There were plenty of hugs after Ruben Neves scored for Wolves against Everton

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Premier League players flagrantly ignored the toughened Covid-19 curbs on Tuesday night, prompting Sheffield United manager Chris Wilder to claim it is "unnatural" to stop them hugging.

Concern from ministers and fresh orders from England’s top tier fell on deaf ears as every goal to go in since the new edicts sparked celebratory embraces.

Just four days after the league issued fresh guidance against all "unnecessary contact", there was even a shirt swap at half-time between Everton and Wolves. At Turf Moor, Paul Pogba called over his team-mates to hug as Manchester United beat Burnley to go top of the league for the first time in more than three years.

Sheffield United players, meanwhile, had been first to forget the warnings after Billy Sharp’s penalty gave victory at Bramall Lane earlier against Newcastle. The Sheffield United captain was mobbed immediately after the goal, and there were handshakes all round between the sides at the final whistle, including between Wilder and Steve Bruce.

At Molineux, Alex Iwobi was also surrounded by celebrating Everton players after the opening goal. There were similar scenes when Ruben Neves equalised, as well as for Michael Keane’s late winner.

The scenes came despite players and managers being told warned that a so-called "snooper squad" would be in the stands monitoring breaches. Despite warnings over swapping shirts, Everton’s James Rodriguez exchanged jerseys with Wolves striker Fabio Silva and then also claimed the jersey of Joao Moutinho as he left the field. United and Burnley players also shook hands after the final whistle, with only the managers fist-bumping.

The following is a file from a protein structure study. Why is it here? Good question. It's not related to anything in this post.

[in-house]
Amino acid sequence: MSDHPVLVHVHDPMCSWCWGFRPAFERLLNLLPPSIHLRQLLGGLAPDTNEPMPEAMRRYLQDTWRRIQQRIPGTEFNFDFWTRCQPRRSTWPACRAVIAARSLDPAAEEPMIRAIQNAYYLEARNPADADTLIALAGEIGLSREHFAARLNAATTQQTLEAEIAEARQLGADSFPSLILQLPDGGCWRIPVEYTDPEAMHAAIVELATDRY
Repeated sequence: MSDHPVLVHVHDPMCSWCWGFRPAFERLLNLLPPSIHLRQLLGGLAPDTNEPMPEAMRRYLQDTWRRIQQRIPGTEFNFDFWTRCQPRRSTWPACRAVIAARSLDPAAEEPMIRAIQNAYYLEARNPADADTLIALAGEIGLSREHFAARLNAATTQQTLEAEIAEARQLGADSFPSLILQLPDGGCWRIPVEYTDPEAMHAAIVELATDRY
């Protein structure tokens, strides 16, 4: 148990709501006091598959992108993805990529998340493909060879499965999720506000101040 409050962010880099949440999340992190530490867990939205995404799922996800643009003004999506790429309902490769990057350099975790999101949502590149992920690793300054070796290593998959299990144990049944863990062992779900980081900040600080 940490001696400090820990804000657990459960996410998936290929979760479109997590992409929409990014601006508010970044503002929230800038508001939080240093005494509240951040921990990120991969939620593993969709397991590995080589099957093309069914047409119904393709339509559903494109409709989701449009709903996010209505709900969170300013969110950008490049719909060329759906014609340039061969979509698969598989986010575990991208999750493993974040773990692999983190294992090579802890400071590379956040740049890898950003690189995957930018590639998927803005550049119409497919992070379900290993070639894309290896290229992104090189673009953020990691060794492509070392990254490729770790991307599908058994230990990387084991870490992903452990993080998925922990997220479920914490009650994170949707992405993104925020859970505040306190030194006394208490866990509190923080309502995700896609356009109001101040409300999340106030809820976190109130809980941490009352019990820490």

Wilder refused to condemn his players for letting emotions get the better of them during the 1-0 win for his rock-bottom side. "It’s an emotional game," he said. "We’ve talked before about the country looking at us and the other two games, I understood that. But it is an emotional game on the pitch and on the touchline… it is unnatural and unreal (not to celebrate)."

Despite the league’s warnings, the laws of the game do not offer any scope for players to be punished for hugging. Wilder said stopping players from embracing was impossible. "Everyone wants to continue with it in football, the decision will be made outside football through Government into the Premier League," he said. "But how can they not? They are team-mates and I don’t see any way they can just walk back to the halfway line and show no emotion after what they’ve been through for a long, long period."

The governing bodies – including the Football Association – were already concerned that players and clubs have not listened as closely as they should have done in recent weeks with the infection rate spiking across the country and the threat of tougher lockdown measures. The Government is not about to withdraw elite sport’s right to carry on during the lockdown but football has been left in no doubt that it is not a privilege it can take for granted.

After previous on-pitch instructions were largely ignored following Project Restart, the league had been forced to toughen its position due to record numbers of infections in recent weeks.

The Premier League issued a toughened-up list of protocols on Friday calling on teams to show restraint especially when greeting friends on opposing teams. They warned the clubs that they should “avoid unnecessary contact at all times” including “handshakes and hugging” between opposing teams.